Maya smiled out of the side of her mouth. She could tell by the look on TJ’s face that he was teasing her. She liked the American despite his shortcomings. He was arrogant beyond compare, but she knew that in his heart he was a fighter who would never give up. She just had to keep pushing him.
“Shall we go home?” she asked. “Perhaps we’ve had enough for the day.” She glanced up toward the sky where the condor had been circling and squinted at it. Were her eyes playing tricks on her? The condor seemed to be suspended in one spot. It wasn’t moving.
“Nah! I’m back, let the truth be told!” roared TJ, bursting into a rap, “I feel on fire when my passion flows!” He took off up the steps with a speed that defied his bulk, and disappeared around the next switchback that was screened from sight by boulders. “I’m back! So Vamos!”
“Wait!” called Maya.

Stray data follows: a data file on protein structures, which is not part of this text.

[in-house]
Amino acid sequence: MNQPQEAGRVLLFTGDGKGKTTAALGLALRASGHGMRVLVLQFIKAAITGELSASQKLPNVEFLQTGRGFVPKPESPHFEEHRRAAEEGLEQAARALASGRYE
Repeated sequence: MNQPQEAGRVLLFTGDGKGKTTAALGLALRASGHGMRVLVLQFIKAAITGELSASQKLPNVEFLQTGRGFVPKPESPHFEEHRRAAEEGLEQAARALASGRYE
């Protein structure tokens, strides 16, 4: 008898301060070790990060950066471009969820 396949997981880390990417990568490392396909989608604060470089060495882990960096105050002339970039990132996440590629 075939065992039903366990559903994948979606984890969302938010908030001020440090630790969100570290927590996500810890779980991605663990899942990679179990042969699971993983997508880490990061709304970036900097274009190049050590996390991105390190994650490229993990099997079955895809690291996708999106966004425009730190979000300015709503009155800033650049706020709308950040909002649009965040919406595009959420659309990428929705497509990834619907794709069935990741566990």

Something wasn’t right. She shaded her eyes with her hand, scrutinizing the condor. It definitely seemed to be hovering in one spot. Her heart started beating faster. That was no bird.
It was a drone!
“TJ!” she screamed, turning to follow him up the path. But she stopped abruptly as a llama bolted around the switchback’s corner, racing past her down the steps, its eyes wide with blind terror. A split second later TJ appeared, flying down the stairs three steps at a time.
Maya frantically pushed a sensor strapped to her wrist. Down in the citadel she heard the alarm klaxon blare out. The sentry guns were now activated. At least she hoped they were.
“Run!” TJ bellowed, yanking her arm and pulling her after him.